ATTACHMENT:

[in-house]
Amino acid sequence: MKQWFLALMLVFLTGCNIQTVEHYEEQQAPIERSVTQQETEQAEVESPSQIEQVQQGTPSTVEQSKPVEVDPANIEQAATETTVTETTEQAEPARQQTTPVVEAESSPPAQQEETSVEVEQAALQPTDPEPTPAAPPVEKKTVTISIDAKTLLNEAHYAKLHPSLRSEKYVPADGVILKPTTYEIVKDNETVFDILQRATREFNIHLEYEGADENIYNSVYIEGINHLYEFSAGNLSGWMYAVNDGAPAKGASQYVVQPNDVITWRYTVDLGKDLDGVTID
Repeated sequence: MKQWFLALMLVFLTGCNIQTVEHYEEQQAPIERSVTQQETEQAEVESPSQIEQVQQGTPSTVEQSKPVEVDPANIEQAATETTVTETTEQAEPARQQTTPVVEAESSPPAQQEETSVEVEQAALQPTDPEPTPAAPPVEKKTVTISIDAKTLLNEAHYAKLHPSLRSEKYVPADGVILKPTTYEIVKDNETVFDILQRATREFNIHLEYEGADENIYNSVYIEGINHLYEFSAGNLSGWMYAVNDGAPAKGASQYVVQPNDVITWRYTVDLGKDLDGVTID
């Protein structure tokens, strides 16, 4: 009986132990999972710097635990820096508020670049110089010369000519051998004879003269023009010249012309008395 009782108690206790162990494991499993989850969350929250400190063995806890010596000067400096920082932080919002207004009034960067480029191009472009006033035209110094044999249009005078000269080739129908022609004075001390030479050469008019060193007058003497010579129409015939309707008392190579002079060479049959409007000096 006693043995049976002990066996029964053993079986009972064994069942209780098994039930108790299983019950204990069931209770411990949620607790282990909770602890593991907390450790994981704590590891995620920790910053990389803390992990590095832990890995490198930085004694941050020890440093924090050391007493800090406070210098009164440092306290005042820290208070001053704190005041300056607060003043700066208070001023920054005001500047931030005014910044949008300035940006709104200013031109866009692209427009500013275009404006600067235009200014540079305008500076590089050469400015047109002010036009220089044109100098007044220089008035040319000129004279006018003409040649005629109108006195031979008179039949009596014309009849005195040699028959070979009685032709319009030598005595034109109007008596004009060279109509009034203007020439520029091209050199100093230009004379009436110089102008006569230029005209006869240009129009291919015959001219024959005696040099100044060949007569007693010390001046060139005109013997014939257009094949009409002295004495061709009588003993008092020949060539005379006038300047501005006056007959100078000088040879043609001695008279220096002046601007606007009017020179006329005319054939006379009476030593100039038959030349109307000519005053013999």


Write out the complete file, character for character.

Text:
[in-house]
Amino acid sequence: MKQWFLALMLVFLTGCNIQTVEHYEEQQAPIERSVTQQETEQAEVESPSQIEQVQQGTPSTVEQSKPVEVDPANIEQAATETTVTETTEQAEPARQQTTPVVEAESSPPAQQEETSVEVEQAALQPTDPEPTPAAPPVEKKTVTISIDAKTLLNEAHYAKLHPSLRSEKYVPADGVILKPTTYEIVKDNETVFDILQRATREFNIHLEYEGADENIYNSVYIEGINHLYEFSAGNLSGWMYAVNDGAPAKGASQYVVQPNDVITWRYTVDLGKDLDGVTID
Repeated sequence: MKQWFLALMLVFLTGCNIQTVEHYEEQQAPIERSVTQQETEQAEVESPSQIEQVQQGTPSTVEQSKPVEVDPANIEQAATETTVTETTEQAEPARQQTTPVVEAESSPPAQQEETSVEVEQAALQPTDPEPTPAAPPVEKKTVTISIDAKTLLNEAHYAKLHPSLRSEKYVPADGVILKPTTYEIVKDNETVFDILQRATREFNIHLEYEGADENIYNSVYIEGINHLYEFSAGNLSGWMYAVNDGAPAKGASQYVVQPNDVITWRYTVDLGKDLDGVTID
């Protein structure tokens, strides 16, 4: 009986132990999972710097635990820096508020670049110089010369000519051998004879003269023009010249012309008395 009782108690206790162990494991499993989850969350929250400190063995806890010596000067400096920082932080919002207004009034960067480029191009472009006033035209110094044999249009005078000269080739129908022609004075001390030479050469008019060193007058003497010579129409015939309707008392190579002079060479049959409007000096 006693043995049976002990066996029964053993079986009972064994069942209780098994039930108790299983019950204990069931209770411990949620607790282990909770602890593991907390450790994981704590590891995620920790910053990389803390992990590095832990890995490198930085004694941050020890440093924090050391007493800090406070210098009164440092306290005042820290208070001053704190005041300056607060003043700066208070001023920054005001500047931030005014910044949008300035940006709104200013031109866009692209427009500013275009404006600067235009200014540079305008500076590089050469400015047109002010036009220089044109100098007044220089008035040319000129004279006018003409040649005629109108006195031979008179039949009596014309009849005195040699028959070979009685032709319009030598005595034109109007008596004009060279109509009034203007020439520029091209050199100093230009004379009436110089102008006569230029005209006869240009129009291919015959001219024959005696040099100044060949007569007693010390001046060139005109013997014939257009094949009409002295004495061709009588003993008092020949060539005379006038300047501005006056007959100078000088040879043609001695008279220096002046601007606007009017020179006329005319054939006379009476030593100039038959030349109307000519005053013999």